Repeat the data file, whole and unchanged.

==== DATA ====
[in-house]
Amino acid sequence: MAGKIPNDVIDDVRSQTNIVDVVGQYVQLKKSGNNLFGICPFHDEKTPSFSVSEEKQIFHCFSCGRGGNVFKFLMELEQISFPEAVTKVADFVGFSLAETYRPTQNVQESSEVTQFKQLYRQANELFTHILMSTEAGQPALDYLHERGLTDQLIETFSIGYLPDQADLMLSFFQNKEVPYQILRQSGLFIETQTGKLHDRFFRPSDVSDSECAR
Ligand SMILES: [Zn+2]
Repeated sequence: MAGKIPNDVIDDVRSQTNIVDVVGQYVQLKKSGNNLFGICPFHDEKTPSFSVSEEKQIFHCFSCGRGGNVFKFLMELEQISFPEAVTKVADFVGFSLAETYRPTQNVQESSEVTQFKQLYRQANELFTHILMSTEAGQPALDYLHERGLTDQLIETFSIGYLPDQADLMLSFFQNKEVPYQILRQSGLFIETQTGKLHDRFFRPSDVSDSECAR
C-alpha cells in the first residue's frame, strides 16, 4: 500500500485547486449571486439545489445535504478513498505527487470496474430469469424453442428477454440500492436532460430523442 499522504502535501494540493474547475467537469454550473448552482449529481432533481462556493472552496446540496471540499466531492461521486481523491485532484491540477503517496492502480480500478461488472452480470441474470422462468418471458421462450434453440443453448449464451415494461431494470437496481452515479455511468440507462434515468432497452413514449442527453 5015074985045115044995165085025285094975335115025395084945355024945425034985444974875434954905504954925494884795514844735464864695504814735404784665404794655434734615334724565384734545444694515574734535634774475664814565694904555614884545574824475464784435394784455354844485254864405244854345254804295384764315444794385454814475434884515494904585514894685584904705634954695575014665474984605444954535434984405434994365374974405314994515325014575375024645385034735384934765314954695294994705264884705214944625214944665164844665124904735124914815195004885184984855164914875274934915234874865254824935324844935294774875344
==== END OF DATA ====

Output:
[in-house]
Amino acid sequence: MAGKIPNDVIDDVRSQTNIVDVVGQYVQLKKSGNNLFGICPFHDEKTPSFSVSEEKQIFHCFSCGRGGNVFKFLMELEQISFPEAVTKVADFVGFSLAETYRPTQNVQESSEVTQFKQLYRQANELFTHILMSTEAGQPALDYLHERGLTDQLIETFSIGYLPDQADLMLSFFQNKEVPYQILRQSGLFIETQTGKLHDRFFRPSDVSDSECAR
Ligand SMILES: [Zn+2]
Repeated sequence: MAGKIPNDVIDDVRSQTNIVDVVGQYVQLKKSGNNLFGICPFHDEKTPSFSVSEEKQIFHCFSCGRGGNVFKFLMELEQISFPEAVTKVADFVGFSLAETYRPTQNVQESSEVTQFKQLYRQANELFTHILMSTEAGQPALDYLHERGLTDQLIETFSIGYLPDQADLMLSFFQNKEVPYQILRQSGLFIETQTGKLHDRFFRPSDVSDSECAR
C-alpha cells in the first residue's frame, strides 16, 4: 500500500485547486449571486439545489445535504478513498505527487470496474430469469424453442428477454440500492436532460430523442 499522504502535501494540493474547475467537469454550473448552482449529481432533481462556493472552496446540496471540499466531492461521486481523491485532484491540477503517496492502480480500478461488472452480470441474470422462468418471458421462450434453440443453448449464451415494461431494470437496481452515479455511468440507462434515468432497452413514449442527453 5015074985045115044995165085025285094975335115025395084945355024945425034985444974875434954905504954925494884795514844735464864695504814735404784665404794655434734615334724565384734545444694515574734535634774475664814565694904555614884545574824475464784435394784455354844485254864405244854345254804295384764315444794385454814475434884515494904585514894685584904705634954695575014665474984605444954535434984405434994365374974405314994515325014575375024645385034735384934765314954695294994705264884705214944625214944665164844665124904735124914815195004885184984855164914875274934915234874865254824935324844935294774875344